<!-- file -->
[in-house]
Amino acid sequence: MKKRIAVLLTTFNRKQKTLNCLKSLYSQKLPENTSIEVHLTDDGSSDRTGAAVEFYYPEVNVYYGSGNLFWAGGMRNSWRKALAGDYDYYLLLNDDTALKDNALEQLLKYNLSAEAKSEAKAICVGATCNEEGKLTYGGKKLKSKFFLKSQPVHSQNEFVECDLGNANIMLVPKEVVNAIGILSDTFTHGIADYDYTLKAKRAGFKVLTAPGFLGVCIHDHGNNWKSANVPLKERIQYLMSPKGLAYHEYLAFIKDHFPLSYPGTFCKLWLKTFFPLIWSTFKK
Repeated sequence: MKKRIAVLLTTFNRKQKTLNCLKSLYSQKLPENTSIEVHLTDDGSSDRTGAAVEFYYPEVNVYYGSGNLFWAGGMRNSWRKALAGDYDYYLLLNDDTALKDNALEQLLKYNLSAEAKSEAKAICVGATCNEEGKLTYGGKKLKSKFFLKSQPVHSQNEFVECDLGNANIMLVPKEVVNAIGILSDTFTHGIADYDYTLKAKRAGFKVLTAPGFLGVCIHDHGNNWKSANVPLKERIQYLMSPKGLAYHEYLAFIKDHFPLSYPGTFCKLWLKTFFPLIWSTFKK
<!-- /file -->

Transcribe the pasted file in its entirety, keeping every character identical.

[in-house]
Amino acid sequence: MKKRIAVLLTTFNRKQKTLNCLKSLYSQKLPENTSIEVHLTDDGSSDRTGAAVEFYYPEVNVYYGSGNLFWAGGMRNSWRKALAGDYDYYLLLNDDTALKDNALEQLLKYNLSAEAKSEAKAICVGATCNEEGKLTYGGKKLKSKFFLKSQPVHSQNEFVECDLGNANIMLVPKEVVNAIGILSDTFTHGIADYDYTLKAKRAGFKVLTAPGFLGVCIHDHGNNWKSANVPLKERIQYLMSPKGLAYHEYLAFIKDHFPLSYPGTFCKLWLKTFFPLIWSTFKK
Repeated sequence: MKKRIAVLLTTFNRKQKTLNCLKSLYSQKLPENTSIEVHLTDDGSSDRTGAAVEFYYPEVNVYYGSGNLFWAGGMRNSWRKALAGDYDYYLLLNDDTALKDNALEQLLKYNLSAEAKSEAKAICVGATCNEEGKLTYGGKKLKSKFFLKSQPVHSQNEFVECDLGNANIMLVPKEVVNAIGILSDTFTHGIADYDYTLKAKRAGFKVLTAPGFLGVCIHDHGNNWKSANVPLKERIQYLMSPKGLAYHEYLAFIKDHFPLSYPGTFCKLWLKTFFPLIWSTFKK